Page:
Thus, both circular economy and bioeconomy work to reinforce one another and it is important to fully unlock their potential.
How important is public support for the uptake of bioeconomy? What is the European Commission doing to promote bio-based solutions?
Bioeconomy is a complex and multi-layered field where developing new value chains depends on the active collaboration of a broad range of stakeholders, like farmers, industry, researchers and public authorities. This implies developing new synergies but also new interdependencies, all of which also imply the building of trust between stakeholders.
Furthermore, bioeconomy products and services can only become economically viable when they are accepted by society, which not only depends on the quality of these products and services itself but also on the trust citizens have in the governance of bioeconomy, for example that the bioeconomy adheres to principles of sustainability and social equality.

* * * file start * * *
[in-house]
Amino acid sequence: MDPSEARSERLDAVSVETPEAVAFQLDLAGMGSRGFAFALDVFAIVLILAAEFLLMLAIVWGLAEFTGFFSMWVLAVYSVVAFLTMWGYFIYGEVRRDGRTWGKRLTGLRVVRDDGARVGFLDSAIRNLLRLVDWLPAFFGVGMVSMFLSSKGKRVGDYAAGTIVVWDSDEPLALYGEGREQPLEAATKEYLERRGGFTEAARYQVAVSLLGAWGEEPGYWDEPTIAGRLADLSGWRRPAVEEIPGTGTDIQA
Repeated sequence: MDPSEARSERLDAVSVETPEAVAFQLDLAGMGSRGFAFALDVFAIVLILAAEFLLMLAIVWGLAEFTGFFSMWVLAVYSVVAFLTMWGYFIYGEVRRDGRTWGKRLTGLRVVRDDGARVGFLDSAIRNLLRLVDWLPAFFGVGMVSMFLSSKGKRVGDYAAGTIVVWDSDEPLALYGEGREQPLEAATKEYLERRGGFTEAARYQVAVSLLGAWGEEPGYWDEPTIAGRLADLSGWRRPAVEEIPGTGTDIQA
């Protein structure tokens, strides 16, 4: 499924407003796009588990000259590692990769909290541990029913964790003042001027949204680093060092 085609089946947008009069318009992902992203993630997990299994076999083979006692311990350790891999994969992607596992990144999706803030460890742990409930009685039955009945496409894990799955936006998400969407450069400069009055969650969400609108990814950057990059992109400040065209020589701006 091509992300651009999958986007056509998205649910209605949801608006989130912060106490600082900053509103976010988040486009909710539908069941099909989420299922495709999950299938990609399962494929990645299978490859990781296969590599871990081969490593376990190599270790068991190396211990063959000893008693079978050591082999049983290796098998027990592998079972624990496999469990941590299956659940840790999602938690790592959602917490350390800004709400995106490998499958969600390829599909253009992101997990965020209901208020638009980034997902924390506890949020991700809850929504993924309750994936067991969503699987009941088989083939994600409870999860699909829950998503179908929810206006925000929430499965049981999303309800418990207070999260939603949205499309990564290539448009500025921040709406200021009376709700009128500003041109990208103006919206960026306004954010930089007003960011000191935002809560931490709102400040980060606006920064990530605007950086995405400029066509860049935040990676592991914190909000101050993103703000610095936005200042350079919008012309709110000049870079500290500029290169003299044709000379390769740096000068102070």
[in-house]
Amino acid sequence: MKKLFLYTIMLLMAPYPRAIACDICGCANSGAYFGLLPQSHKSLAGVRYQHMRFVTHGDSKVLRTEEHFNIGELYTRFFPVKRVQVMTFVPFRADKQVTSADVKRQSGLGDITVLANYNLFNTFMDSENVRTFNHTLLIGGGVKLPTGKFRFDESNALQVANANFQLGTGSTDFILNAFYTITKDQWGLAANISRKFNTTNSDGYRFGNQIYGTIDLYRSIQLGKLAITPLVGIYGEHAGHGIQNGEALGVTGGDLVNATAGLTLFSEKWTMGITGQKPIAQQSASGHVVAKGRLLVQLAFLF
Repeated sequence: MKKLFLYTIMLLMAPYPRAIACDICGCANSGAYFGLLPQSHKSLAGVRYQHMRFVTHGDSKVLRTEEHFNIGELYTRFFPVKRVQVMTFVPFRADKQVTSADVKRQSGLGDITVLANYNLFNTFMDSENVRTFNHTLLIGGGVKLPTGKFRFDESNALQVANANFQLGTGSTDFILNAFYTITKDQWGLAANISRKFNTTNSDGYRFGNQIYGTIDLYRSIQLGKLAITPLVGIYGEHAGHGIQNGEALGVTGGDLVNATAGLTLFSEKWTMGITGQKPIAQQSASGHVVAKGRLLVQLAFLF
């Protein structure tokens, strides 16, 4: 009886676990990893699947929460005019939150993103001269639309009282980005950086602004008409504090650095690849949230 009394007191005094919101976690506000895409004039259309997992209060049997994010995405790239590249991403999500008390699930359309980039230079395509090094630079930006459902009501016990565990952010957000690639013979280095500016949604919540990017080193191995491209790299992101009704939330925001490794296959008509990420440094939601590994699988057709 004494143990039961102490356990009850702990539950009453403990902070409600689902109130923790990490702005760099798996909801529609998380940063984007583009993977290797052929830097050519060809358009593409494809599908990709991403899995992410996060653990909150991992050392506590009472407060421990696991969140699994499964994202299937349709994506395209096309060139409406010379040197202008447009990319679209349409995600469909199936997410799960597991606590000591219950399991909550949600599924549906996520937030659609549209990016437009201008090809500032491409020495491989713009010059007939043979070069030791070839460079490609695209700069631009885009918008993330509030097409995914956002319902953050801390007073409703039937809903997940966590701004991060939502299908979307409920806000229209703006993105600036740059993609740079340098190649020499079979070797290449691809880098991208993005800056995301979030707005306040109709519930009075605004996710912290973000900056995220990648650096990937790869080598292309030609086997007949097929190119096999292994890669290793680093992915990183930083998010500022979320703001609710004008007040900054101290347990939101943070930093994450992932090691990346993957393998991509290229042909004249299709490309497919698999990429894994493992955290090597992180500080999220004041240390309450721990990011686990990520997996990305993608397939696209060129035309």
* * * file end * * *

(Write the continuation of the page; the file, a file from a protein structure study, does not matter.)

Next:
It is therefore crucial that society is involved in the development and governance of bioeconomy. Consequently, as underlined during the Bratislava Bioeconomy Conference 17 October, proper societal engagement, awareness, education and training schemes should be developed, since there is no sustainable bioeconomy without the direct involvement of civil society in a co-construction mode, with societal appraisal of bioeconomy.
What is the right way to push forward such a broad and crosscutting concept as bioeconomy?
An integrated bioeconomy strategy implies addressing sustainable biomass supply use and recycling. There is a need to ensure policy coherence to realise a sustainable, circular bioeconomy. This will require active involvement from a number of policy fields and therefore a number of ministries across Europe working together.